In the liquid time-space between waking and sleeping, just before I slip into the mutable darkness of dreams, I find myself in the same place every night.
Everything is black, white and blue. I am leaning back on my hands, my legs stretched straight out in front of me on a beach of sand as fine as an ashtray in a fancy hotel, so pristine that people extinguish their cigarettes on the sidewalk so as not to disturb it’s purity. The beach stretches to either side and bends around to form a perfectly circular cove. It is surrounded by dense foliage, rough-barked trees with no leaves that are entwined so tight that there is no egress except for the narrow mouth of the lagoon directly across from me, revealing the smallest sliver of an endless dark sea. Turning my head to face the ropy wall of trees behind me, I can see a swirling borealis of red and orange lights emanating from somewhere beyond the tree line. If I strain my hearing, I can make out the noise of life somewhere in the distance. Voices. Music. The indistinct whir and grrr of motors. A city, perhaps, or maybe a carnival. I don’t know for sure. I probably never will.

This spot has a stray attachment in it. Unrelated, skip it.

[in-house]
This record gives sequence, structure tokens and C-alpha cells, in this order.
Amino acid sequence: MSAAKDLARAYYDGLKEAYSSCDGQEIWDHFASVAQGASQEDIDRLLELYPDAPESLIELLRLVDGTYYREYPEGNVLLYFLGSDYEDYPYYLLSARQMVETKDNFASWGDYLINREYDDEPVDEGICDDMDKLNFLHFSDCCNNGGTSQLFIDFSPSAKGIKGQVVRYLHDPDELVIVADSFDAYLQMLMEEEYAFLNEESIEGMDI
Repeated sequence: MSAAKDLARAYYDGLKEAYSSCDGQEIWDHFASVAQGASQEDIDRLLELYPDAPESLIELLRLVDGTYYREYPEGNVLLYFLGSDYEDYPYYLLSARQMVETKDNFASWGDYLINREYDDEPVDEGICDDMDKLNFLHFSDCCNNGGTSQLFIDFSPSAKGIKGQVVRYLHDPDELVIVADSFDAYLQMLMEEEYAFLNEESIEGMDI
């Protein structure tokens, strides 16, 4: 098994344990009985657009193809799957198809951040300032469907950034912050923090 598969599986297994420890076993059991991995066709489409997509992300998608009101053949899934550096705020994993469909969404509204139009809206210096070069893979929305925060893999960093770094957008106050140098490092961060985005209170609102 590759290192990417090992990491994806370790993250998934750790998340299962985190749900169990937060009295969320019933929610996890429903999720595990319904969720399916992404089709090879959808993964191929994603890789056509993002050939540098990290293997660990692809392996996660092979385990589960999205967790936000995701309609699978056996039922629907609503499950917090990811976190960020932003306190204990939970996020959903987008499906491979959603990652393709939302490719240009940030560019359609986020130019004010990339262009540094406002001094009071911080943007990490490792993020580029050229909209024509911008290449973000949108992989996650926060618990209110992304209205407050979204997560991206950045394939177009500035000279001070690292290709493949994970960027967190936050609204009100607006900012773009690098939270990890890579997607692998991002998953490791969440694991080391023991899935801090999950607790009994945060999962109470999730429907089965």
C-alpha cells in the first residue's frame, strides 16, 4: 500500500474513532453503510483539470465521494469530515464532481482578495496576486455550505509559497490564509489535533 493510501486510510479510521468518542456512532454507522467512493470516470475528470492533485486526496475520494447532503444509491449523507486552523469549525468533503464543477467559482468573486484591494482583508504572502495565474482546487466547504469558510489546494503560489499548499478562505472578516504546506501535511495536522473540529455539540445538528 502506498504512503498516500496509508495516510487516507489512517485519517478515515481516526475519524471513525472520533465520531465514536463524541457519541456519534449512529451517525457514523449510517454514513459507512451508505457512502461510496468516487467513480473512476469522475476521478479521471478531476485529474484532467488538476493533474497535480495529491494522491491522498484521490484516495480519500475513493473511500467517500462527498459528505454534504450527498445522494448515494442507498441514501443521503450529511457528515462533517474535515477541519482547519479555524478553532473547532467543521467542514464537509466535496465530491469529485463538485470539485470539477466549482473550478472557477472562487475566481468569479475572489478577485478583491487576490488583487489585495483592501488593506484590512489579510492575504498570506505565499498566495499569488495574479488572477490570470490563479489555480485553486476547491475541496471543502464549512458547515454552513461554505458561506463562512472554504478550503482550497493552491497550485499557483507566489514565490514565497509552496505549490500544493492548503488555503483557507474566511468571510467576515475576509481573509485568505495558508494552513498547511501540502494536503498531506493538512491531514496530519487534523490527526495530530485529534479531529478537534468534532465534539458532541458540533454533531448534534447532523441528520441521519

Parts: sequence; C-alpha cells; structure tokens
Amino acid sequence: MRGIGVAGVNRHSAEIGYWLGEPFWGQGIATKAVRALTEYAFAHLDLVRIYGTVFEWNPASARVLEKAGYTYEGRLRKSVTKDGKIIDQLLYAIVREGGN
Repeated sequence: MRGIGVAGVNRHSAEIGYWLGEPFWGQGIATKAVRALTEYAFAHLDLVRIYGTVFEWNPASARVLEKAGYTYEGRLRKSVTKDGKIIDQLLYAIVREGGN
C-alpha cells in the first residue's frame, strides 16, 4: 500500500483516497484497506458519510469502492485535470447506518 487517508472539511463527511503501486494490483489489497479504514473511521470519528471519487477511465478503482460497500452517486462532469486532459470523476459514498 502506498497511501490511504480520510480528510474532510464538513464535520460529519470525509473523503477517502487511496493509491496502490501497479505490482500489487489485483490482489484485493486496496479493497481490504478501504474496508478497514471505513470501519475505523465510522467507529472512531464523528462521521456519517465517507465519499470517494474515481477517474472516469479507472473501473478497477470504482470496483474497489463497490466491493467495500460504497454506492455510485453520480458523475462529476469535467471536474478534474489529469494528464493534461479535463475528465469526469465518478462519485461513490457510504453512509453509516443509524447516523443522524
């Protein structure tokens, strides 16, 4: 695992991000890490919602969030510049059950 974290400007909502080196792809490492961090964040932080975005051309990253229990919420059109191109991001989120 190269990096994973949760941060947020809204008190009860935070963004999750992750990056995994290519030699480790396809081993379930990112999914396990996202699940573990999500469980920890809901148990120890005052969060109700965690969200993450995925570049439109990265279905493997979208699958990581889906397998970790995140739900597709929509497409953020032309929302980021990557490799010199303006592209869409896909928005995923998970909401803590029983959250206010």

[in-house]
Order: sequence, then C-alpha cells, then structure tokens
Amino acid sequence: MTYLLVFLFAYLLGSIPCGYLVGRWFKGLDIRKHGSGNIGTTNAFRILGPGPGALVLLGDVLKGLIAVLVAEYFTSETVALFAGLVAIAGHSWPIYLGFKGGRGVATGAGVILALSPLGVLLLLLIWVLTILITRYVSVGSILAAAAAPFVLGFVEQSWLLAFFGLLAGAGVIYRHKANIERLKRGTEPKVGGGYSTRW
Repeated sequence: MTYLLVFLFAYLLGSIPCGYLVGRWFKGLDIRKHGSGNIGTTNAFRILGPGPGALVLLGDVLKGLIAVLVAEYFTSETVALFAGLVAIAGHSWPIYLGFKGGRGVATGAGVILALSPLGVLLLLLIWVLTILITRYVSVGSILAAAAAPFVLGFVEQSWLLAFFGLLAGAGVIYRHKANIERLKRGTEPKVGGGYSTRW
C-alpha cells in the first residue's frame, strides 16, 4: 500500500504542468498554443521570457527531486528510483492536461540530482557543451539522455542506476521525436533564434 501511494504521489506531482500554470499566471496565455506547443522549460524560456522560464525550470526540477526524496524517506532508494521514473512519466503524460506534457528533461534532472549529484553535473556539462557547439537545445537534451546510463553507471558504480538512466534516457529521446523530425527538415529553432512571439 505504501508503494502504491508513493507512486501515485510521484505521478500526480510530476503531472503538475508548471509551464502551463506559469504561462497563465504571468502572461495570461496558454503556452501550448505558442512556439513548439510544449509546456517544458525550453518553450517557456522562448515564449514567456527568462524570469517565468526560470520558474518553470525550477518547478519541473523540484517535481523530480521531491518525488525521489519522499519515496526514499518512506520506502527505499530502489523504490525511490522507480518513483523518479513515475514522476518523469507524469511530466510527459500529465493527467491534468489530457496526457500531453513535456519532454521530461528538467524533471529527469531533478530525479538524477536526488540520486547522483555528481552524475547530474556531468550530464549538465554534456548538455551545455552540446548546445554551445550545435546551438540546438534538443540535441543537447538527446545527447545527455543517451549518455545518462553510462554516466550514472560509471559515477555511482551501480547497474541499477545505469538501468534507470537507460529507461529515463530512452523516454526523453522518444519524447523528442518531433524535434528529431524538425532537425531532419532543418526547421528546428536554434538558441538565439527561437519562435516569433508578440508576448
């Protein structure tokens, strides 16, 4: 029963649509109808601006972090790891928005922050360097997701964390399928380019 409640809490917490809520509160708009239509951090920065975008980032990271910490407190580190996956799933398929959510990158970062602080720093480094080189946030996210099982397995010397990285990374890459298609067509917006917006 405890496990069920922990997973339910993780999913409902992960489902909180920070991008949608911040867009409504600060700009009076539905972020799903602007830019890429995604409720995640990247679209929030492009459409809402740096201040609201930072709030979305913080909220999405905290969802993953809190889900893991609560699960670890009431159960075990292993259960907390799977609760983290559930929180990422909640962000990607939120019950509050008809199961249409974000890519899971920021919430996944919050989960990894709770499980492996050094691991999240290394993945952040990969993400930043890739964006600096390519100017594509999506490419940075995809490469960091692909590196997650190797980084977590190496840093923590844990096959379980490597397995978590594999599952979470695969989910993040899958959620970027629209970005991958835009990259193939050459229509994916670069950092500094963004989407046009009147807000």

The lagoon is shallow, still wadeable all the way to the middle, where a gradual decline sinks toward the mouth and the open water. The waves lap in smooth, even folds through the circular pool, reaching the shoreline with barely enough energy to brush the edge of the sand. Over the mouth of the cove hangs a buttery white moon the size of a hot air balloon, suspending large and matte against the inky blue sky. Leaning back and looking up, I see stars–rivers and islands and rapids of stars, so many that any attempt to put them in order of constellations or maps seems ludicrous.
Next to me on the beach stands one leafless tree, the only blemish on the sand between the treewall and the water. It is a sturdy tree, the trunk squat and stout but with branches that reach long and far into the sky. Hanging from a protruding limb is a friendly and worn rope ladder, and in the crux of the the branches sits a treehouse, or rather, a house in a tree. Pink shingles, dormers and flower boxes in every window–it is as if something plucked this residence from a sleepy neighborhood, shrunk it to fit and placed it carefully into this tree. There is a light inside that shines through the windows, casting long cross-hatched shadows on the sand next to me. A cozy smoke billows from the short chimney. I think someone lives there, and often I think I might go and see who’s there.
It is safe here on the edge of life, wrapped in a little pocket of imagination, watching the black endless ocean beyond the scope of understanding. I sit on the shore, my legs cradled by the dense, cool sand, watching the water and listening to the human symphony playing in the far off somewhere, until I fall asleep.